If you’ve been involved in user experience or researched some of its methods and best practices, then you’re probably well aware of Nielsen Norman Group. They’re a consulting agency best known for their research, reports and training highlighting what’s been proven to work in usability and showcasing examples of interfaces that utilize best practices and those that don’t.
As with most UX practitioners, they are making their way into the area of design thinking and have recently released the following video highlighting the key components of service blueprints, one of our favourite tools to use when designing great experiences, particularly in more complex service environments.
If you need to explain to a stakeholder group what a service blueprint is, this video might help. Adding to what NN/g is highligthing in the video, we’d also be sure to include ‘pain points’, ‘opportunities’ and even ‘platform’ or ‘system’ to ensure you can assess the efficiency of the service you’re delivering in a given environment.
On March 14 and 15, we had the opportunity to work with some really smart and passionate people in talking about service design and the role it plays in delivering a great customer experience.
With workshop attendees representing government, finance, post-secondary institutions, IT, small business and more, there was a whole lot of great discussion, ideation and sharing to go along with the curriculum and activities that covered the two-day session.
Held at the new Fairfield Marriott in Regina, the workshop covered topics such as the importance of customer experience, the impact on businesses and the common challenges why organizations are having such a hard time moving the needle. From there, we moved into strategy, business model development and innovation, design research and understanding the needs and the world of your customer. We discussed and created a business model canvas, customer journey maps, personas, service blueprints and even went through a very condensed design sprint.
I don’t know if it’s the prairie water or the promise of spring, but we were so energized by the highly engaged, insightful and quick learning participants of the workshop. There was lively and astute discussion about the importance of change management, gaining buy-in for service design and the challenges organizations face in implementing new features, products or services to improve the overall customer experience.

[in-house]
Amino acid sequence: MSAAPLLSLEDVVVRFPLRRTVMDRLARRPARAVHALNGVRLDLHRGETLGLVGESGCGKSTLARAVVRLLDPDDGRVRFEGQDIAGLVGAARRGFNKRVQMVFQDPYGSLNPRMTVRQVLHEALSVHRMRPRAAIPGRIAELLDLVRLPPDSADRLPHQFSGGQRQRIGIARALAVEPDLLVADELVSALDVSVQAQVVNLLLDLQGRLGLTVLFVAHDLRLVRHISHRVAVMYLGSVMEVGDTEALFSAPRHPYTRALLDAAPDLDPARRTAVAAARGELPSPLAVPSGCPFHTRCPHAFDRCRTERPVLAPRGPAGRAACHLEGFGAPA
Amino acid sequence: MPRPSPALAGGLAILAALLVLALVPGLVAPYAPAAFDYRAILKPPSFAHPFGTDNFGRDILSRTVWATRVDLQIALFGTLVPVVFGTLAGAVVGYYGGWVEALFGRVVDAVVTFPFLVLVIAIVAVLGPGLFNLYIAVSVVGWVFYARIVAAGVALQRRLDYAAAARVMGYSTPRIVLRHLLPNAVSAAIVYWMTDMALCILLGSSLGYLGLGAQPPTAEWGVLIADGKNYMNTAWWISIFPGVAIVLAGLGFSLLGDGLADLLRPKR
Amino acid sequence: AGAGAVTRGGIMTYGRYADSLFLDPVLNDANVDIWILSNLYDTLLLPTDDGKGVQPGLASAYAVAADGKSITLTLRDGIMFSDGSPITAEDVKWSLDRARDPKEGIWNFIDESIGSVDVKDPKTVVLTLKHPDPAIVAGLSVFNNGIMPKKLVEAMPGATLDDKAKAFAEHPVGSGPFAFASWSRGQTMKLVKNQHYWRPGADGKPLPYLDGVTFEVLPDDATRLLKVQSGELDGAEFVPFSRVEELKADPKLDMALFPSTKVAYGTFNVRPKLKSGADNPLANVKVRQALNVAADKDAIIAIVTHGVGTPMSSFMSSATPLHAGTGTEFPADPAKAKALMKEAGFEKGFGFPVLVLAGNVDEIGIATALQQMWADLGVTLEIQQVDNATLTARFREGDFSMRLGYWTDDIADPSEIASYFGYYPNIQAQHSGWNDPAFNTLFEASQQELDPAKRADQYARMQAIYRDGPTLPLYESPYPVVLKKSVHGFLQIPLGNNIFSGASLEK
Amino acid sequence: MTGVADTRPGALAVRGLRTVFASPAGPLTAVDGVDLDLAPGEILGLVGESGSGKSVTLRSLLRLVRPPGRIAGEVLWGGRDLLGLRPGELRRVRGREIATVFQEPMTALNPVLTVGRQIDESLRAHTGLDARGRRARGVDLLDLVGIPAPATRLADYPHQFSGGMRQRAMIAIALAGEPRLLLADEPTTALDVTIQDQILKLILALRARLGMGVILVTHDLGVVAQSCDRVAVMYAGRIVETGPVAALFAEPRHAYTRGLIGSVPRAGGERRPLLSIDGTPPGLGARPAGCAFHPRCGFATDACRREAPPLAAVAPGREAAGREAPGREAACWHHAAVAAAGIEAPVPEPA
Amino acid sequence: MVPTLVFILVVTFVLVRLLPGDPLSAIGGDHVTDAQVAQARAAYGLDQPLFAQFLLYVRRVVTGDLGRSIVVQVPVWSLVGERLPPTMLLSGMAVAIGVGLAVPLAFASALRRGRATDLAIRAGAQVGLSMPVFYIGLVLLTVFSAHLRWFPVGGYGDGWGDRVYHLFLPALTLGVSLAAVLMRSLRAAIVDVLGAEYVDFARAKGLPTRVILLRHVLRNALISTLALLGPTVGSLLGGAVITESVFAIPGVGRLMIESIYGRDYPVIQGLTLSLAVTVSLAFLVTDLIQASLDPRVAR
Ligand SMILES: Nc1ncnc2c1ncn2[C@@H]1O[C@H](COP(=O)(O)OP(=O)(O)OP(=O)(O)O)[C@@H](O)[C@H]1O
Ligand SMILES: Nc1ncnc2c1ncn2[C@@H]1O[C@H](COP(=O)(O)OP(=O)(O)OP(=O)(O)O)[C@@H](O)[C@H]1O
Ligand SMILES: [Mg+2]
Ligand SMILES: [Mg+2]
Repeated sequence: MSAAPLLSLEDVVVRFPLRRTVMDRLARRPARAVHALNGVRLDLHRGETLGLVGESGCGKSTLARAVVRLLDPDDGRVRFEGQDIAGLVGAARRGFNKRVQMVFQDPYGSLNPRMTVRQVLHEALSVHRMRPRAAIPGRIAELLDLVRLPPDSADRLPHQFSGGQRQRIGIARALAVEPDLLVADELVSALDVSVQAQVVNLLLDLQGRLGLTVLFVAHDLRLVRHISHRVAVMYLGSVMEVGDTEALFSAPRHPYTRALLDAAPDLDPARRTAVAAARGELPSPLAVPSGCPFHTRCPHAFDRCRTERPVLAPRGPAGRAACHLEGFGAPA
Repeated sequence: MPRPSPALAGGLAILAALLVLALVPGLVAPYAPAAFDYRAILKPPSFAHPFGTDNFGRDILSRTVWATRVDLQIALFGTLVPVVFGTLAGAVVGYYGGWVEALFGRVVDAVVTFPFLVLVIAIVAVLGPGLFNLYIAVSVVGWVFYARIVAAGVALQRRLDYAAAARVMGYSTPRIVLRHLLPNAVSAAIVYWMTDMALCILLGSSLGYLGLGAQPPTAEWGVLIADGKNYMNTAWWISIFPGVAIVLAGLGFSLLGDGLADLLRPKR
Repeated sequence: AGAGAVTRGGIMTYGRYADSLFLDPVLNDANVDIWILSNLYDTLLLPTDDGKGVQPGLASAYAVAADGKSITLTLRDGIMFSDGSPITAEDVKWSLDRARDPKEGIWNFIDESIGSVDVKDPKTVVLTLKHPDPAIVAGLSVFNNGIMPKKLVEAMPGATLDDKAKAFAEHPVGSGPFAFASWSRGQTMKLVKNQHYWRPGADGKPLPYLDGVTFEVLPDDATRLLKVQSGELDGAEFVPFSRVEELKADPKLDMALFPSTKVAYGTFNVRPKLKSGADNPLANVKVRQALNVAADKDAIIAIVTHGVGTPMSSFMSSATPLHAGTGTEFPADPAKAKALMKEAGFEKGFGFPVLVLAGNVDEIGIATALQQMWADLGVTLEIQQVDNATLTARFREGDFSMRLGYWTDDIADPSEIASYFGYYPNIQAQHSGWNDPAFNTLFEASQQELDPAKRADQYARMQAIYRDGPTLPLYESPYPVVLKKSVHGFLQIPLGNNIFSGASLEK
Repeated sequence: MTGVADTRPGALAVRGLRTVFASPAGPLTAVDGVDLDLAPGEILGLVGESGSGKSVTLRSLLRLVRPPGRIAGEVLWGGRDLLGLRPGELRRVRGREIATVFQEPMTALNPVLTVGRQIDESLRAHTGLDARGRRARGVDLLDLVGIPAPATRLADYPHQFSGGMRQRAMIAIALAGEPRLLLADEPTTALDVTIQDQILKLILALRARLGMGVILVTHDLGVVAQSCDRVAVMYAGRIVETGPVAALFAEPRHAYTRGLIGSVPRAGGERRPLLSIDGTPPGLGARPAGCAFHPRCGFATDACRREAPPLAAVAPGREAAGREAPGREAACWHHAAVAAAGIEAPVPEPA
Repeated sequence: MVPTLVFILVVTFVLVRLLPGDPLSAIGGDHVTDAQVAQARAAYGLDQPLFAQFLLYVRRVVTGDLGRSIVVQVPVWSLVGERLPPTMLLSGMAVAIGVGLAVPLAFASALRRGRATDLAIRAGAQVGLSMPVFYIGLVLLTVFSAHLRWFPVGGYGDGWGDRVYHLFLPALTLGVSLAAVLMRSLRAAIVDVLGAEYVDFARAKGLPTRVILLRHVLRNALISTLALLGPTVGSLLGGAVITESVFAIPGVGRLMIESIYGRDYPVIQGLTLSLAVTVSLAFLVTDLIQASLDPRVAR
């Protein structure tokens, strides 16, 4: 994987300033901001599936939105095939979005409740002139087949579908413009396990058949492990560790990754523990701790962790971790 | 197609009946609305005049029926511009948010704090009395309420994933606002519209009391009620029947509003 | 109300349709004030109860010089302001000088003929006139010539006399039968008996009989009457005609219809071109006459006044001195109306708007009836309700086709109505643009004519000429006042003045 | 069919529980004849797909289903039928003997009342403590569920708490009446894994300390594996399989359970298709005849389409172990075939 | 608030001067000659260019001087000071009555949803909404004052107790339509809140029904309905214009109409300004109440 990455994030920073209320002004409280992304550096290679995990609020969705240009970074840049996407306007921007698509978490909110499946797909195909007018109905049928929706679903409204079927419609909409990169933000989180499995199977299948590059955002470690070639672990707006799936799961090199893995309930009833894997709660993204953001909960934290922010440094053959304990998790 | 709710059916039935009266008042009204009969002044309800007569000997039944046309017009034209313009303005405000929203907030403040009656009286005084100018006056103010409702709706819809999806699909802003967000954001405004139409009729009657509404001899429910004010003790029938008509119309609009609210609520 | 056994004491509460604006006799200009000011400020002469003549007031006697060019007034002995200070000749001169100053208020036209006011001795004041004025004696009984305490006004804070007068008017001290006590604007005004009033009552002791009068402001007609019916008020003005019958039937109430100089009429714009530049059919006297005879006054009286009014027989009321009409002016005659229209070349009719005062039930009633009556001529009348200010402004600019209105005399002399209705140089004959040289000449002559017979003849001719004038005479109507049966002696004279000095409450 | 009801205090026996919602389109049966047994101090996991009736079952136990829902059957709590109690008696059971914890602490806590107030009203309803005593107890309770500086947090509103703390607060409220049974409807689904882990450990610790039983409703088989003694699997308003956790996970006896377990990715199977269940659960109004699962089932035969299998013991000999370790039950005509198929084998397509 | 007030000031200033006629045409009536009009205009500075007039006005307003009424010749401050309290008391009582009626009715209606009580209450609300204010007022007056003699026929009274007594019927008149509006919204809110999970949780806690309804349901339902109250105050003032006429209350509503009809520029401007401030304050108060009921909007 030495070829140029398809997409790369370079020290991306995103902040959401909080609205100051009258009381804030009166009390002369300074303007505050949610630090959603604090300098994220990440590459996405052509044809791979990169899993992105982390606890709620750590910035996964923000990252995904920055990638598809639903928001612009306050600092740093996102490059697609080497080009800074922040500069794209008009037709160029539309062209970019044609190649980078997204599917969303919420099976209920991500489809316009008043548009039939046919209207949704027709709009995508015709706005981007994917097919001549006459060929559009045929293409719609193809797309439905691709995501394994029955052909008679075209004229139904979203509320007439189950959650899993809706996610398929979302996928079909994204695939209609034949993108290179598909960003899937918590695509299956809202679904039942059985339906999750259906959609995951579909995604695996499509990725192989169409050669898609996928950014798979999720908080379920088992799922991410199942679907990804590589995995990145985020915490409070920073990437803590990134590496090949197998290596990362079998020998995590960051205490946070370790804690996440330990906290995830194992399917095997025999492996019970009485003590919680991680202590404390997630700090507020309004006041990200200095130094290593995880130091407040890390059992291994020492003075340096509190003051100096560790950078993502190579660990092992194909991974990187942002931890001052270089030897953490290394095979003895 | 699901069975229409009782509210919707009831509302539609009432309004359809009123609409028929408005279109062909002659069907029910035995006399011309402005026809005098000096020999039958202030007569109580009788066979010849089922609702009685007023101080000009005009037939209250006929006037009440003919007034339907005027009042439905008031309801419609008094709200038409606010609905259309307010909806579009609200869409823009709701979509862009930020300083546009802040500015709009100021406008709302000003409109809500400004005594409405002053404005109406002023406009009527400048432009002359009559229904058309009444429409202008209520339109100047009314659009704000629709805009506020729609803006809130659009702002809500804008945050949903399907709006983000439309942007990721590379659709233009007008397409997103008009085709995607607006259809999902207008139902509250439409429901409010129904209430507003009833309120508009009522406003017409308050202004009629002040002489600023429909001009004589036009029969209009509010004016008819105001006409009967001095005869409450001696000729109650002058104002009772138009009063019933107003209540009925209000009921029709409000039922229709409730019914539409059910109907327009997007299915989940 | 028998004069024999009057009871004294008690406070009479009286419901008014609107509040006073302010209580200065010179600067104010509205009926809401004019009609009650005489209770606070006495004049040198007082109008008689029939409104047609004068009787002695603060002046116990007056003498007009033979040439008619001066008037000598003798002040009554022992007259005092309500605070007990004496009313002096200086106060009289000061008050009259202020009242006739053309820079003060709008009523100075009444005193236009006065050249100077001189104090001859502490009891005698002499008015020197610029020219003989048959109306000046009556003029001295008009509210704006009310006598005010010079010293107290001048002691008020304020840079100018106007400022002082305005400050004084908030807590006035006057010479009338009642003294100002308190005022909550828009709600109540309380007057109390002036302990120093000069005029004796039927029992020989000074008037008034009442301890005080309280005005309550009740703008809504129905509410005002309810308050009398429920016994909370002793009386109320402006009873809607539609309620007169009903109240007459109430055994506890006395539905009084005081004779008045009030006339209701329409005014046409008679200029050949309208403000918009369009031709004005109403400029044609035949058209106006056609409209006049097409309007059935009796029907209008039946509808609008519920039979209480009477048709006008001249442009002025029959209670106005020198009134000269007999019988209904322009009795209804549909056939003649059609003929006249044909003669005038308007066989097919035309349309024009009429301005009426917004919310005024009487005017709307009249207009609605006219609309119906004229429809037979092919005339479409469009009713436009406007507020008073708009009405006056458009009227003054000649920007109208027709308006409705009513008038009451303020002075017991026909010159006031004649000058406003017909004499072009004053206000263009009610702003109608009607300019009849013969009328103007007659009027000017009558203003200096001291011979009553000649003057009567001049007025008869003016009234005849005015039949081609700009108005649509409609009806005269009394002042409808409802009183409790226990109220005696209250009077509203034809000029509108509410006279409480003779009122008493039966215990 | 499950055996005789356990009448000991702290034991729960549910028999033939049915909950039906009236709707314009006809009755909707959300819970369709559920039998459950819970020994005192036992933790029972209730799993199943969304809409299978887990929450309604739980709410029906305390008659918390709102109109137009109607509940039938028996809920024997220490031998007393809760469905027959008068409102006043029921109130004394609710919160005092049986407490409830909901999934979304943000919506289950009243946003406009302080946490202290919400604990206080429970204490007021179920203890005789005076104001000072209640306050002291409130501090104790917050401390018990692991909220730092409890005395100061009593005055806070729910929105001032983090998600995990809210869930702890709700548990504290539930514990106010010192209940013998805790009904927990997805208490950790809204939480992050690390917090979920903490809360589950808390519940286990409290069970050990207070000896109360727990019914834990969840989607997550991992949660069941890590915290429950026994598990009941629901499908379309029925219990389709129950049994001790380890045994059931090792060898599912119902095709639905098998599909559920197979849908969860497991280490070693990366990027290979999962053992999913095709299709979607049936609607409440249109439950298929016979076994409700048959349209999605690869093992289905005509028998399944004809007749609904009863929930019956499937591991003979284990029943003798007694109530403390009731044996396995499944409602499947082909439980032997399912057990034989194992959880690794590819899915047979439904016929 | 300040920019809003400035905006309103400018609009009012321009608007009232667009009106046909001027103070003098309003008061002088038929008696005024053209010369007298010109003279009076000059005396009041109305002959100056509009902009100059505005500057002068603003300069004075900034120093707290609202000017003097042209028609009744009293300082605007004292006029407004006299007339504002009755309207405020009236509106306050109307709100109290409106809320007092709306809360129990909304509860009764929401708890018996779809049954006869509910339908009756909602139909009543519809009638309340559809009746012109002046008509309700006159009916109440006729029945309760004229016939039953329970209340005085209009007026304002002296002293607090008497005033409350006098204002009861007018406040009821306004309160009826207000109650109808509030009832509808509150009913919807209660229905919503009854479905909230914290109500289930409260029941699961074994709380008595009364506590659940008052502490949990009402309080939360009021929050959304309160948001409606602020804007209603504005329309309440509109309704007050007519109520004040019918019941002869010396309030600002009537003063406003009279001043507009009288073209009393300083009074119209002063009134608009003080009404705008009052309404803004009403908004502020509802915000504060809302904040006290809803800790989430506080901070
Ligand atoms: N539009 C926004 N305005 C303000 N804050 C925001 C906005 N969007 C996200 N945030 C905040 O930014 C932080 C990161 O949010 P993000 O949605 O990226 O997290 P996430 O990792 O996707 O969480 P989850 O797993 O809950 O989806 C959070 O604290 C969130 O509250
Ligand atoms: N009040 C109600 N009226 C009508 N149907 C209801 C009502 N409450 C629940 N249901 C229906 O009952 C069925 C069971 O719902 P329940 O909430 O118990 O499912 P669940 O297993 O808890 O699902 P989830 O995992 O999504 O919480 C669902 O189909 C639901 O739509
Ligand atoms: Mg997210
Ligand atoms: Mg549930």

It was a great success, feedback was extremely positive and we are confident that there are consumers and stakeholders that will begin to realize better experiences with the organizations that were represented in the workshop.
If you’re familiar with service design in North America, you know that there are limited options for training and education in this space.
There are some excellent events offered in San Francisco, some formal education provided by SCAD in Atlanta – but there really isn’t a hands-on workshop style offering that quickly gets you up and running with service design. This is certainly the case when it comes to service design in Canada.
We are happy to announce that Tesani will be regularly offering a two-day service design workshop in different locations throughout Canada. In this hands-on workshop, we will not only be sharing concepts and strategies related to service design, but we will also be actively learning and doing many of the key of the methods and tools utilized within he practice. This includes concepts such as journey maps, service blueprints, empathy mapping, personas, design research, design sprints, business model canvas development and more. Our intent is to allow participants to walk away from the workshop with the ability to start applying service design in their professional role the following day.
Our first event is scheduled for March in Regina, Saskatchewan. From there, we are currently planning events in Vancouver and Montreal.
Visit our Workshops page to learn more and to subscribe by email to receive updates about announcements for upcoming workshops.
We’re really excited to share our knowledge and experience with service design with those who can apply it in their work and we look forward to meeting champions of great experiences from all across the country.
You know those brands.
Those that are the envy of their category. Those that have grown to an iconic or near cult-like status. Businesses that have created a rabid and loyal customer base. Brands that always seem to be able to launch the most successful offering, that deliver a seamless experience and that always leave their customers recommending them to friends or colleagues.